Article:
As with many of the processes at Agero, decision-making around which technology to add to our stack or to use for a certain project is a collaborative process. Generally, we look for tech that will support our need to be rapid and nimble, that we can ramp up and deploy easily and that will be scalable above and beyond the 12 million road events we service each year. We’re looking for tech that is efficient and that can support the diverse, enterprise-grade security needs of our business and our clients’ businesses. For developing our SaaS app, for instance, Ruby on Rails is one of the preferred tech stacks/languages. When evaluating tools, we ask: “is this one of the best technologies out there?” We talk with multiple vendors, assess how they meet our requirements and place weight on technical capabilities and cost.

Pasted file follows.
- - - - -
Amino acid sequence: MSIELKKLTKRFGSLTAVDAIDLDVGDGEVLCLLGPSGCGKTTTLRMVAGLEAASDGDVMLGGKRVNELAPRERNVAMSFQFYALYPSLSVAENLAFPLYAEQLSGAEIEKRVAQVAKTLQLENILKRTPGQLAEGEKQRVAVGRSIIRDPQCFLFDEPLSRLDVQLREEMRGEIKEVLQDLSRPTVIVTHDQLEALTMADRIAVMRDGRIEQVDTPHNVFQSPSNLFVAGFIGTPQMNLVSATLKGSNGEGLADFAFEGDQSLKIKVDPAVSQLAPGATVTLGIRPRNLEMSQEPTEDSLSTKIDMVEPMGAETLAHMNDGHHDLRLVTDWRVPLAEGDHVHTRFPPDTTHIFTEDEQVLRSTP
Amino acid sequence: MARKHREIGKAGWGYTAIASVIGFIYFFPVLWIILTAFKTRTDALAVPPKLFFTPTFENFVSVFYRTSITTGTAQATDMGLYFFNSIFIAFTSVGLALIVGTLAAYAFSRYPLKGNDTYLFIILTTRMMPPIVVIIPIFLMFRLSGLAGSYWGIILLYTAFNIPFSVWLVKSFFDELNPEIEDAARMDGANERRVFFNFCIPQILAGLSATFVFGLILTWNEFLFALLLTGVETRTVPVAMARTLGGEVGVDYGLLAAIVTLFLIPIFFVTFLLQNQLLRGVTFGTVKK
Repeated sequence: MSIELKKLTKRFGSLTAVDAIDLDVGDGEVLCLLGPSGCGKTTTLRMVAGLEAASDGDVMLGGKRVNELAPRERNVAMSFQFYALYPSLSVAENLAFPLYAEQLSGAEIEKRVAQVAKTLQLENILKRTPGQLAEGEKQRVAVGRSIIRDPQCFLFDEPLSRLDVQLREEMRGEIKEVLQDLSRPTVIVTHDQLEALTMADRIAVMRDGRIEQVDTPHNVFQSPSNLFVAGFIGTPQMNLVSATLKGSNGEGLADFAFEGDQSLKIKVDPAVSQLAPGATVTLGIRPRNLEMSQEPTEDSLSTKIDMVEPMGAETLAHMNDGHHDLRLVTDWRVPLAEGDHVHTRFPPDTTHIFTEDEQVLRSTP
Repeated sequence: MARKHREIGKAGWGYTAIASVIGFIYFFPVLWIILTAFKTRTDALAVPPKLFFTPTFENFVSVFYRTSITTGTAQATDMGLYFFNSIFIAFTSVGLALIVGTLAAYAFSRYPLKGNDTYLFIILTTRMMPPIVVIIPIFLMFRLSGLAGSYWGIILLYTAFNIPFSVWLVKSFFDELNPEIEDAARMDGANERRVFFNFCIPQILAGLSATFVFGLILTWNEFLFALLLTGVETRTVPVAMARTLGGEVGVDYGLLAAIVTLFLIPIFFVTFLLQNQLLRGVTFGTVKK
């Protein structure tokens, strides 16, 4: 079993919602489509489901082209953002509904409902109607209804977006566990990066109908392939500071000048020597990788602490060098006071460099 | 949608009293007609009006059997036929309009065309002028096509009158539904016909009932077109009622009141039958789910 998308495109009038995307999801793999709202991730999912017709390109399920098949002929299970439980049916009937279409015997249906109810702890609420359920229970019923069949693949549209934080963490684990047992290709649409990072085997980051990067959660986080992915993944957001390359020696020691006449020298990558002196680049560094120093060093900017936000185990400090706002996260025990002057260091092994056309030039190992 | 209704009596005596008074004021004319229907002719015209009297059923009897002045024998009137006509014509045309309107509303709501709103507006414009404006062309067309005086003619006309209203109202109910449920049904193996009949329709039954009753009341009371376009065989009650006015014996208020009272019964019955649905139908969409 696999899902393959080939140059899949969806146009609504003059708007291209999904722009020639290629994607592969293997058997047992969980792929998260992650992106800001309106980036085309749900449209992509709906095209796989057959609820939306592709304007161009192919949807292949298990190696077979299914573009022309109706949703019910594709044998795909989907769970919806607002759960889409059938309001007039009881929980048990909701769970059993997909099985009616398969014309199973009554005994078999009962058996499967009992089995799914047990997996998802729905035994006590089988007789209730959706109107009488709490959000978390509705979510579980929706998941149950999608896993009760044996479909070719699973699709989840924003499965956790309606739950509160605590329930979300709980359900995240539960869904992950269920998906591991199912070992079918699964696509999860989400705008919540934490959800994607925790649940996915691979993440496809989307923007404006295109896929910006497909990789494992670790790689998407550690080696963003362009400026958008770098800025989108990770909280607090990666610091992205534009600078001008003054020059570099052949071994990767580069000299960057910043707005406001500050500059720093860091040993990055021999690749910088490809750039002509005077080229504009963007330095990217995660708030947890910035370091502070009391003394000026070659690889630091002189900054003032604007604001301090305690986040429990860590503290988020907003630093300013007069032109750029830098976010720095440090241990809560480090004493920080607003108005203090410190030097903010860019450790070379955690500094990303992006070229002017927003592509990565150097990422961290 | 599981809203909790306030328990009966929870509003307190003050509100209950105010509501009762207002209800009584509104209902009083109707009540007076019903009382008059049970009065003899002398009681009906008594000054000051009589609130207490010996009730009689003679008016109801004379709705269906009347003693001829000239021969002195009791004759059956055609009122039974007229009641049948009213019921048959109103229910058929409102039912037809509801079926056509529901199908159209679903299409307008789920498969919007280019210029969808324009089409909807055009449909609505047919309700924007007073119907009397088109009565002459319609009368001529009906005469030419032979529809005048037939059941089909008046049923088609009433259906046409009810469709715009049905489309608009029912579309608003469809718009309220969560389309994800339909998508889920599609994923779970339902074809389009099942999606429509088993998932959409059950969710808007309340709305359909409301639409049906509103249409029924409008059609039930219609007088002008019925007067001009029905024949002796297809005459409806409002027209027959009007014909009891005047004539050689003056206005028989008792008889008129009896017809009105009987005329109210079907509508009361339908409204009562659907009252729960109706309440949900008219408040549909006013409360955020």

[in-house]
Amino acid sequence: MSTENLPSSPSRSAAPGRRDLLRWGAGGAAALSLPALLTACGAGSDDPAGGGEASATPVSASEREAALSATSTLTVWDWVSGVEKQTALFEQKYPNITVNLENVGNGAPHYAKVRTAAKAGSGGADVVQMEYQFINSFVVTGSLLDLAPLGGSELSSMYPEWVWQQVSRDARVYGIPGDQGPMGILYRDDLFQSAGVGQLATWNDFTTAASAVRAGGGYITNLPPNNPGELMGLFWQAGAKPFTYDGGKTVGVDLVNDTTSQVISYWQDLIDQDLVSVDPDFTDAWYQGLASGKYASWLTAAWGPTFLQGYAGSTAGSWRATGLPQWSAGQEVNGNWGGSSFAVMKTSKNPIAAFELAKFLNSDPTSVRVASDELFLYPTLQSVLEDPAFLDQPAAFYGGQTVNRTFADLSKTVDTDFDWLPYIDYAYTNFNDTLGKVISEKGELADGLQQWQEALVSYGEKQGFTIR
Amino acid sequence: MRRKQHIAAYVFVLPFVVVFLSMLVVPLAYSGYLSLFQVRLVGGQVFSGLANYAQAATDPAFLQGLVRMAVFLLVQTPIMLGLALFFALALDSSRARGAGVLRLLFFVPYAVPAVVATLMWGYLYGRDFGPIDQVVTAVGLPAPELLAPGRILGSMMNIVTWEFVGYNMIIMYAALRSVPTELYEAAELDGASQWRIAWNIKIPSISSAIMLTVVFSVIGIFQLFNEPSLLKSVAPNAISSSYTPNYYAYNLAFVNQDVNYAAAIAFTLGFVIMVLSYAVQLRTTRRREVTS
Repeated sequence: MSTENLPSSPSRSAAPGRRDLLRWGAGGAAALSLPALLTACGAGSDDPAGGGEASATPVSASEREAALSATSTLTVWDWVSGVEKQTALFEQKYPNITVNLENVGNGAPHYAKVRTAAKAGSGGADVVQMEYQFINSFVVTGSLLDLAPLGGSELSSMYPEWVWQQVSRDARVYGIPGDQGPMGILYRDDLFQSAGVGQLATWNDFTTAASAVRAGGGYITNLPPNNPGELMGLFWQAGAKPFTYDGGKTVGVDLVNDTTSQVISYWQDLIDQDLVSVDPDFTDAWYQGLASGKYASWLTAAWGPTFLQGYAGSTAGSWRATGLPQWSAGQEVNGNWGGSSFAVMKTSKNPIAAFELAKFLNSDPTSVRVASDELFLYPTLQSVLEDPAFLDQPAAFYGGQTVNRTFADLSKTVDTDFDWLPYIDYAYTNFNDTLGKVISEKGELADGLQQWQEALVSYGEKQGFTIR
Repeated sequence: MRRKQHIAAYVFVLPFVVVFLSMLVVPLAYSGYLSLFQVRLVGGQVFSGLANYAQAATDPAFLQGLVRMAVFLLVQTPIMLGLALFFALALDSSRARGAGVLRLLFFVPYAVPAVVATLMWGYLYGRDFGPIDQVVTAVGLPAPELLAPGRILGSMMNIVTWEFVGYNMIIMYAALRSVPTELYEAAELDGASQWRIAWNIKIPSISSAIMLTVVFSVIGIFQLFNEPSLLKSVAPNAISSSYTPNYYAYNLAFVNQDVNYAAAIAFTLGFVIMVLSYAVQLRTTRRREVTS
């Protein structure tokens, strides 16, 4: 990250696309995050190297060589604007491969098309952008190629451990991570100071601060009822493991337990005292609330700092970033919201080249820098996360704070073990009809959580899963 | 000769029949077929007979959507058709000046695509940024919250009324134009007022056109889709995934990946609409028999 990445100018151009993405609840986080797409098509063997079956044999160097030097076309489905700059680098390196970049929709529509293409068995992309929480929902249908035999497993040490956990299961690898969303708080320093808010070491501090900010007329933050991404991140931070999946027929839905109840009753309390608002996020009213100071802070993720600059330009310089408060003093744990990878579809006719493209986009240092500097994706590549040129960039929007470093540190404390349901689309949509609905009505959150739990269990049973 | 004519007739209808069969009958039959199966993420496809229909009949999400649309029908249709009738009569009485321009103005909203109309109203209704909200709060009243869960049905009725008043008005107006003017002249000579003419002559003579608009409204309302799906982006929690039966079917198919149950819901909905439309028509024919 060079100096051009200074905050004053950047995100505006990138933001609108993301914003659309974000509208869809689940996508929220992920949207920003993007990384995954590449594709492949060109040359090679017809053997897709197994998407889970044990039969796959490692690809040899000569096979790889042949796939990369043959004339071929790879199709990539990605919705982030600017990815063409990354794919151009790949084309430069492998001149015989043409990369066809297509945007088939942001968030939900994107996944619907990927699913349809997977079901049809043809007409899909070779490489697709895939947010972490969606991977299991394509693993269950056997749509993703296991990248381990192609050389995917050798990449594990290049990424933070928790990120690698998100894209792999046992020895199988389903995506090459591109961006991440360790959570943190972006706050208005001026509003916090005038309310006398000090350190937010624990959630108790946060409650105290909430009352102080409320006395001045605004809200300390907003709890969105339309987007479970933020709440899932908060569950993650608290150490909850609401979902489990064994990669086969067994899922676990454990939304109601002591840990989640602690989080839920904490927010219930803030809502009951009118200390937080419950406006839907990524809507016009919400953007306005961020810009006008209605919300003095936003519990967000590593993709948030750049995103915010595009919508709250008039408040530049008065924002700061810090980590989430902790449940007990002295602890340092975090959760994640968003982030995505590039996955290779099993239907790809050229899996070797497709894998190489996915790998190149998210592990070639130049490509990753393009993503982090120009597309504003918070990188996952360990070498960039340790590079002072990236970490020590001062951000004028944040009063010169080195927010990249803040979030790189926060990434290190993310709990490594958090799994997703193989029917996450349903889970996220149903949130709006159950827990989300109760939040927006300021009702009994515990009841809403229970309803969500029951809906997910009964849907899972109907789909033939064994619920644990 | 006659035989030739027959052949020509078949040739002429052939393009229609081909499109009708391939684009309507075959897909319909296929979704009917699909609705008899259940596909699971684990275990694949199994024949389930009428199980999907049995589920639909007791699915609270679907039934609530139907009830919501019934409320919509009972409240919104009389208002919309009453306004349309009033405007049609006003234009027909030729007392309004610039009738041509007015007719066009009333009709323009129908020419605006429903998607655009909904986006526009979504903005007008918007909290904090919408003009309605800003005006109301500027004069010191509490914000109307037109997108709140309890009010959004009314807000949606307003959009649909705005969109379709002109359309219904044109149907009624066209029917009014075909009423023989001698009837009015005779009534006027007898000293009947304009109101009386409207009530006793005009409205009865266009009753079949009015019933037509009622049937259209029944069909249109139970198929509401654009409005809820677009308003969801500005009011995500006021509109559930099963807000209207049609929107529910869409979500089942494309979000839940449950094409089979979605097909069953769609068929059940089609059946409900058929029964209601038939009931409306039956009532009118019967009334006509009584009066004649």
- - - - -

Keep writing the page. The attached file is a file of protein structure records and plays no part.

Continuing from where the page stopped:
interactions
image via interactions

Interactions’ tech team puts new solutions through a thorough evaluation process before fully implementing. Naeem Bhatti, one of the machine learning and AI firm’s senior developers, highlighted some of the key elements they consider. 

 

What does your tech stack look like today? How has it evolved over time? 

Interactions’ tech stack varies a little bit for different departments, and we adopt tools as we see necessary. Mainly we are using Spring Boot, Tomcat, GraphQL, Python, Postgres and React. These tools greatly fit our needs. Our adoption of GraphQL started over a year ago, and we are very happy with our decision. We have moved from SOAP to REST for the better. We are now using GraphQL with REST.